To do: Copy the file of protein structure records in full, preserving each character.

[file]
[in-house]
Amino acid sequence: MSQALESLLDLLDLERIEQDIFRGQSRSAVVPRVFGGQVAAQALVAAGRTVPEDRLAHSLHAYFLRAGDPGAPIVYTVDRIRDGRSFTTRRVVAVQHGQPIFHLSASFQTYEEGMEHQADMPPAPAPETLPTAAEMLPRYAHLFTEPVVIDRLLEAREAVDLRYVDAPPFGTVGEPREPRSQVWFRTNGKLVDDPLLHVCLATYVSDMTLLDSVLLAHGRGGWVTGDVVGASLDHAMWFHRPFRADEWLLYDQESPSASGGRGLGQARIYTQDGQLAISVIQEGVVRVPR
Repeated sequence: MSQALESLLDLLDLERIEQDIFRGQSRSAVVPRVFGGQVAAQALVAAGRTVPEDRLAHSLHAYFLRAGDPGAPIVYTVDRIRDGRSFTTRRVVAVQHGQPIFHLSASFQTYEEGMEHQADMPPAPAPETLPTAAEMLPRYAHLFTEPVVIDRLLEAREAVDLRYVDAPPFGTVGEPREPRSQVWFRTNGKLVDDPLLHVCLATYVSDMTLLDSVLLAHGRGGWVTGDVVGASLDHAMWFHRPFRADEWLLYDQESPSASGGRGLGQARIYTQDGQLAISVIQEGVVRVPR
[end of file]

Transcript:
[in-house]
Amino acid sequence: MSQALESLLDLLDLERIEQDIFRGQSRSAVVPRVFGGQVAAQALVAAGRTVPEDRLAHSLHAYFLRAGDPGAPIVYTVDRIRDGRSFTTRRVVAVQHGQPIFHLSASFQTYEEGMEHQADMPPAPAPETLPTAAEMLPRYAHLFTEPVVIDRLLEAREAVDLRYVDAPPFGTVGEPREPRSQVWFRTNGKLVDDPLLHVCLATYVSDMTLLDSVLLAHGRGGWVTGDVVGASLDHAMWFHRPFRADEWLLYDQESPSASGGRGLGQARIYTQDGQLAISVIQEGVVRVPR
Repeated sequence: MSQALESLLDLLDLERIEQDIFRGQSRSAVVPRVFGGQVAAQALVAAGRTVPEDRLAHSLHAYFLRAGDPGAPIVYTVDRIRDGRSFTTRRVVAVQHGQPIFHLSASFQTYEEGMEHQADMPPAPAPETLPTAAEMLPRYAHLFTEPVVIDRLLEAREAVDLRYVDAPPFGTVGEPREPRSQVWFRTNGKLVDDPLLHVCLATYVSDMTLLDSVLLAHGRGGWVTGDVVGASLDHAMWFHRPFRADEWLLYDQESPSASGGRGLGQARIYTQDGQLAISVIQEGVVRVPR